In this situation any action on the deficiency is available to the first mortgage holder only for a limited time. Such actions are time barred if not filed within 3 months of the foreclosure sale, and can only be filed against those who were named as defendants in the foreclosure action Id. This time deadline only applies to completed sales approved by “appropriate legal sanction”. Wooten v Pollock, 116 N.J. Eq. 490,491 (Ch 1934). Therefore, a short sale or a deed in lieu of foreclosure would not qualify.
Such deficiency actions are rare. Part of the reason may be because filing even a timely deficiency suit against the borrowers personally reopens the foreclosure and sale. Under N.J.S.A. 2A:50-4, once a deficiency judgment is obtained, the borrower has another 6 months to redeem and get the property back by paying the amount of the judgment, plus interest and costs. Needless to say, this creates title problems for the purchaser at the foreclosure sale.
Having said this, there are some important caveats and strategic considerations. Holders of junior mortgages who are unrelated to the foreclosing first mortgage lender are not subject to the above limitations, and can sue the borrower personally right away. However, assuming the junior mortgage lien is extinguished by the first mortgage foreclosure sale, the junior lienholder has to file suit on the deficiency within one year of the sale or its confirmation. N.J.S.A. 2A:50-8.
More importantly, the protections described above do not apply if the property is not occupied by the borrower when the foreclosure is commenced. So moving out too early is not wise.
A final consideration, and a frequently overlooked potential “landmine” in these situations, is the possibility of a borrower who has not had her debts discharged in bankruptcy incurring “debt discharge income ” tax liabilities on a foreclosure sale, short sale or deed in lieu of foreclosure, where the lender is cancels the deficiency either by agreement or as a matter of policy, or because of successful application of a statute of limitations defense. Whenever a valid debt is “canceled” under these circumstances without full payment, the lender is required to issue a 1099-C stating the amount of the debt that is discharged, http://www.irs.gov/pub/irs-pdf/i1099ac.pdf. Unless one of several rules and exceptions apply, the debt becomes ordinary income taxed to the borrower the same as a cash payment received when the debt was discharged. There are protections for homeowners in foreclosures and mortgage modifications but the rules and exceptions are complex. See publication 4681, “Canceled Debts, Foreclosures, Repossessions, and Abandonments (for Individuals) for the IRS explanation: http://www.irs.gov/pub/irs-prior/p4681–2010.pdf. Attorneys are well advised to bring up this potential issue and make sure the client knows to get competent tax advice.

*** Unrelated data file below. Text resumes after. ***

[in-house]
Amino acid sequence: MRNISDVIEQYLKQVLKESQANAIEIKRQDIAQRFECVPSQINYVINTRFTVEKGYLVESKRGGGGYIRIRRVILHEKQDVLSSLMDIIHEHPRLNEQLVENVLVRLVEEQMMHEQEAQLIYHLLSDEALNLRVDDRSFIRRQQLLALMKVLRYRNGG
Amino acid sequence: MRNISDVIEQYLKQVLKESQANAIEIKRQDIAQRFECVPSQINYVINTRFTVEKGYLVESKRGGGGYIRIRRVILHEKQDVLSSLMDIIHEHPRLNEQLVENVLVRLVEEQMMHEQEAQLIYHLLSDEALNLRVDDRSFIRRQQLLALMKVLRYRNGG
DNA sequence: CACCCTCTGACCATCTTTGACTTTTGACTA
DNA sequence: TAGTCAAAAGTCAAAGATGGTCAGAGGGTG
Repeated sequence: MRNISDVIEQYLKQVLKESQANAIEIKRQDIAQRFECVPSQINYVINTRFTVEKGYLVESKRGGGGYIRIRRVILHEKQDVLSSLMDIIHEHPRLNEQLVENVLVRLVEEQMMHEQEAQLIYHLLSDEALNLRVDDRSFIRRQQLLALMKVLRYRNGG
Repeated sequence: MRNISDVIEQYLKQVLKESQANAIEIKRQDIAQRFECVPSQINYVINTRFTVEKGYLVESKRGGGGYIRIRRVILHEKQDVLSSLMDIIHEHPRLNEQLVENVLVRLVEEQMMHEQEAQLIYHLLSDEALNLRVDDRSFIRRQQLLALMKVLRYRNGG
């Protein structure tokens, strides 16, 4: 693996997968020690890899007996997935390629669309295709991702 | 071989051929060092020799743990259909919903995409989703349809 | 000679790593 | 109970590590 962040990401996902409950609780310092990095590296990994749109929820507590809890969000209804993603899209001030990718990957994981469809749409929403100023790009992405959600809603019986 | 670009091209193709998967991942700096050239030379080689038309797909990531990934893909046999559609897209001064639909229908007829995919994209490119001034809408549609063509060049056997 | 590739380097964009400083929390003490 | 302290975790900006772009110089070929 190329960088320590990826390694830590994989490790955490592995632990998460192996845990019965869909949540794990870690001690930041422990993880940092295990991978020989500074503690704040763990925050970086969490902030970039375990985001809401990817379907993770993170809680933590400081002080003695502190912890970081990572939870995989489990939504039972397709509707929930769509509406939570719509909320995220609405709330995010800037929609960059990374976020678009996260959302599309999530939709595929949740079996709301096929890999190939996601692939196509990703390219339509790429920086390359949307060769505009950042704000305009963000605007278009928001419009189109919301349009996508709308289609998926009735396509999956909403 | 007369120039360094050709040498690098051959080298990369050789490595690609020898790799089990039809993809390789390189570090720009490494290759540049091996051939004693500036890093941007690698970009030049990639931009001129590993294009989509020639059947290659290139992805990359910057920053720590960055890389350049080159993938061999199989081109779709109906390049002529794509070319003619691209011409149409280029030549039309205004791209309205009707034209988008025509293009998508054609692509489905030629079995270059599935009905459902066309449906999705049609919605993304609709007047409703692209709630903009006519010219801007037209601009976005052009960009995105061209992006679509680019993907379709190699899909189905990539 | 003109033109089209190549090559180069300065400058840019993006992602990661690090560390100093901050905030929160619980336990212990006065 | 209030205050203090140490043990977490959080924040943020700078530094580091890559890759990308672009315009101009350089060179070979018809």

Facing foreclosure involves a lot of difficult choices and options. Staying put or moving? Bankruptcy or an alternative? This article highlights some of the many considerations that come into play.
About the Author
Steven R. Neuner is Board Certified as a Business Bankruptcy Specialist by the American Board of Certification with over 28 years of relevant experience. He is a member of the CCBA Debtor-Creditor Law Committee, and regularly advises and represents debtors, creditors and bankruptcy trustee in bankruptcy, foreclosure and related matters.